Basketball / Sports

Pistons lose first-round NBA draft pick; Stan Van Gundy calls results 'disappointing, but not disastrous'

How does Cleanthony Early sound?

In what some observers are calling the deepest draft in years, the Detroit Pistons will be without a first-round pick for the upcoming draft -- leaving fans to pin their hopes on their lone second-round pick (38th overall).

A 17.6 percent probability struck in the 14-team lottery Tuesday night in New York City.

When the Cleveland Cavaliers, who were slotted ninth, jumped to the top spot, it sent the Pistons' first-round pick to the Charlotte Hornets to complete the terms of the 2012 trade.

The Cavaliers have the ultimate lottery luck, winning the lottery three times in the past four years. The Milwaukee Bucks will pick second and the Philadelphia 76ers will go third.

So unless the Pistons make a move to acquire a first-round pick, new czar Stan Van Gundy won't have an early pick to help turn around the franchise's fortunes.

Van Gundy, who was traveling, offered some consolation in a released statement.

"Tonight's results are disappointing, but not disastrous," Van Gundy said. "We knew we would lose our pick this year or next. We have the 38th pick and we will continue our evaluation process and preparation for the upcoming draft.

"We'll also explore other opportunities to use the draft to improve our team -- whether that's moving up, moving down or staying at No. 38. We still have many assets and tools at our disposal to upgrade our roster, including the upcoming free agency period in July."

The outcome is the result of the 2012 trade of Ben Gordon to the then-Bobcats for the expiring contract of Corey Maggette -- a move that saved the Pistons $14 million.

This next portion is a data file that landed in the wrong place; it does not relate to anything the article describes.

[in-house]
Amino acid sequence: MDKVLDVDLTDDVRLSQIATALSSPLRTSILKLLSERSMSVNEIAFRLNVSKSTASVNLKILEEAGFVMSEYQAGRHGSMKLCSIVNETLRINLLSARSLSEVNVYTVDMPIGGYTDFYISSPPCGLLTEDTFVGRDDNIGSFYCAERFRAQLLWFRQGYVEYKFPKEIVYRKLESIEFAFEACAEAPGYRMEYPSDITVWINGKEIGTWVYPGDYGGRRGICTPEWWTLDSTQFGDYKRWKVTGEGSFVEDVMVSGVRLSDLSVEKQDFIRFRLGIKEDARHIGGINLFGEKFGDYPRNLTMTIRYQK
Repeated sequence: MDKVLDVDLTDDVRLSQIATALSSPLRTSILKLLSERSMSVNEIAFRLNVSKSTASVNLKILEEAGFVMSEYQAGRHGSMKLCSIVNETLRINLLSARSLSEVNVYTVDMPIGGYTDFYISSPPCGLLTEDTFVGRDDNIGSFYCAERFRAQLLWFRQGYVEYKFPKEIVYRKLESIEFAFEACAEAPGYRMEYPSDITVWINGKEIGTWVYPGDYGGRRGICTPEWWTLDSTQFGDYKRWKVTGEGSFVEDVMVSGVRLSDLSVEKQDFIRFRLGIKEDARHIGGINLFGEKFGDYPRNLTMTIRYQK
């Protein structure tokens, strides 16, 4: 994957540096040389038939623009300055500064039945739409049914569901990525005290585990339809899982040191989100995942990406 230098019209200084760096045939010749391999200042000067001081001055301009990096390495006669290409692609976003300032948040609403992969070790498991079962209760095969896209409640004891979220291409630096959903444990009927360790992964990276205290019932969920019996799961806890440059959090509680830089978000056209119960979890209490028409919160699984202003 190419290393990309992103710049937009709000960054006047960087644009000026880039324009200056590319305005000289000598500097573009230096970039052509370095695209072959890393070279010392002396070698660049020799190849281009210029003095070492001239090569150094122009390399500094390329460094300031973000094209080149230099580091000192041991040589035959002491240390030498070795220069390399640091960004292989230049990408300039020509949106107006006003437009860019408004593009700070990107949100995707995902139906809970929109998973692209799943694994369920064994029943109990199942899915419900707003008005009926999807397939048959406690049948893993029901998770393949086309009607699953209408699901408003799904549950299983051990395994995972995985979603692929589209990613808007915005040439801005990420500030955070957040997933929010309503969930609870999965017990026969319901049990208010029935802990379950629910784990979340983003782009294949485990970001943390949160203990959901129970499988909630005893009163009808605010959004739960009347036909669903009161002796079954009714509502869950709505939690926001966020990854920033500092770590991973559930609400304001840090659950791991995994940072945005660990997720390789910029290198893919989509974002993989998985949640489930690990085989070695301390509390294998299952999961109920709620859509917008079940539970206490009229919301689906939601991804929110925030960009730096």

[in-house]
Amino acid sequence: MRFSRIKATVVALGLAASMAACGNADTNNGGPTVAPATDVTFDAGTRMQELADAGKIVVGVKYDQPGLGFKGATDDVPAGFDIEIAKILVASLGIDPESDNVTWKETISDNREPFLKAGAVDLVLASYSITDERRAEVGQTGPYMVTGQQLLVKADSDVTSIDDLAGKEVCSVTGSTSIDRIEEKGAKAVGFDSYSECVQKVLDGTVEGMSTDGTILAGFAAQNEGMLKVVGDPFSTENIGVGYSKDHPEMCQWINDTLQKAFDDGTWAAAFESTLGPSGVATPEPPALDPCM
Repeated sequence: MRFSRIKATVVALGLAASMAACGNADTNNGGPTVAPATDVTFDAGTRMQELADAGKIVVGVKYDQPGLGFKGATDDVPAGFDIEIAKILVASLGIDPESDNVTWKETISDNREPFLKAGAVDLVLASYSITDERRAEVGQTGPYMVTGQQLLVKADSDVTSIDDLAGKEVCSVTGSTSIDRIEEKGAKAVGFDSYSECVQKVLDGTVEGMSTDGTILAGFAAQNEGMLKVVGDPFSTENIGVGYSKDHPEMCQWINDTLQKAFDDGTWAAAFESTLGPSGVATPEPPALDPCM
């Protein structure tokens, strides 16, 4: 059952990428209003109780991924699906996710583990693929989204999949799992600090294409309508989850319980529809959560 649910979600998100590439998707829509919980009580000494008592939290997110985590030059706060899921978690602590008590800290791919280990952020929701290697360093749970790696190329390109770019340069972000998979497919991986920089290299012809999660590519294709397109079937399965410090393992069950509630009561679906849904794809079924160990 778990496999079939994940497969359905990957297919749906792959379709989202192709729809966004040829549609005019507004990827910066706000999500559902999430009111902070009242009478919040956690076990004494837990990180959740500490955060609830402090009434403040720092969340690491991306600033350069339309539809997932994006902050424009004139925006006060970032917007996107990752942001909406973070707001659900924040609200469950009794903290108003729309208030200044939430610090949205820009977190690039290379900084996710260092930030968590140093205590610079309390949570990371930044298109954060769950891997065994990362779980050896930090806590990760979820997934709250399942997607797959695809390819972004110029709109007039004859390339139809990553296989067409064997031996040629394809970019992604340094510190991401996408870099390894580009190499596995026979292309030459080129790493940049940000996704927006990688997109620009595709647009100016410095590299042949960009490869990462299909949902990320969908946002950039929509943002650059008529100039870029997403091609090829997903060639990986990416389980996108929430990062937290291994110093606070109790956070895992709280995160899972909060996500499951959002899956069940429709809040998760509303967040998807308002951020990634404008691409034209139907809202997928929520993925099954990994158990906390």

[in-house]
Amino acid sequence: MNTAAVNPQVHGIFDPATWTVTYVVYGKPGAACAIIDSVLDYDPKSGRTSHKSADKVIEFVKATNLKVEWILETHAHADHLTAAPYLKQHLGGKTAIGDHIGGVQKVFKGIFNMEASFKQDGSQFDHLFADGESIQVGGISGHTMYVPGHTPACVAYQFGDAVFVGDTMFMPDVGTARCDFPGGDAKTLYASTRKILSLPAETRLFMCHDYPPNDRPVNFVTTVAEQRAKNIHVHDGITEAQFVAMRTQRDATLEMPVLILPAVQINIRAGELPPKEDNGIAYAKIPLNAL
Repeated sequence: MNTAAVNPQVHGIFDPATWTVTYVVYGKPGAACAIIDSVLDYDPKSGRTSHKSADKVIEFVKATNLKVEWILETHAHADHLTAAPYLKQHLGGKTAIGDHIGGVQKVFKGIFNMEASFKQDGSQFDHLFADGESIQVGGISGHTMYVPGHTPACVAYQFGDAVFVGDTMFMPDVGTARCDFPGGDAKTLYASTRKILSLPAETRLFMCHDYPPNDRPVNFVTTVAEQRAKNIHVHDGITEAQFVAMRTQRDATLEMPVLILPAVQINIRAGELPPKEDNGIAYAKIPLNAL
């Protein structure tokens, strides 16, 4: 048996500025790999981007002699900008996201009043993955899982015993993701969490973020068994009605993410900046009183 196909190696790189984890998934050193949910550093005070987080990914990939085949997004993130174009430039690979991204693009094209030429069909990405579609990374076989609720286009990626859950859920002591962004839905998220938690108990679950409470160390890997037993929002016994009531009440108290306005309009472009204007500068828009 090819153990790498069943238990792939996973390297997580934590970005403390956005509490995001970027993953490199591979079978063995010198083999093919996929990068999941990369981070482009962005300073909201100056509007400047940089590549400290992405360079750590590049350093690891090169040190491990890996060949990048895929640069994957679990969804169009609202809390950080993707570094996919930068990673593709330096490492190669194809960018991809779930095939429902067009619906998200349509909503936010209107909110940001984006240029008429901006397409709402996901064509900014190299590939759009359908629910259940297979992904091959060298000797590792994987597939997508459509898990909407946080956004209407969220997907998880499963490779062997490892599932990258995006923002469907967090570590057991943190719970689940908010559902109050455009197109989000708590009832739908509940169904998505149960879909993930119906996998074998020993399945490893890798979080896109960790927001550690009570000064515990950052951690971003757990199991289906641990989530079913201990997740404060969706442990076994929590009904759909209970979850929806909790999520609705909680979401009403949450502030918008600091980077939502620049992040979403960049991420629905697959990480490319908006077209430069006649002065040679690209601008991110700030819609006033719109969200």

The move looks unwise now.

Pistons owner Tom Gores could have OK'd using the amnesty clause on Gordon -- a transaction that allows for the waiving of a player and excising his salary from the cap. The player still receives the compensation.

But the idea was to get rid of Gordon's unwieldy contract to create cap space for last summer.

The plan went awry when former Pistons president of basketball of operations Joe Dumars decided to use that cap space on Josh Smith.

It's a gut punch for the franchise. A first-round pick in a deep draft class could offer hope to a beaten fan base. It could have continued the momentum of Van Gundy's hiring in helping fill some of the empty seats at the Palace.

Good players can be found in the second round.

"I'd anticipate that we would be able to get somebody at 38 that I think is going to be able to help us," assistant general manager George David said. "That range has been a range that historically you've been able to get productive players out of."

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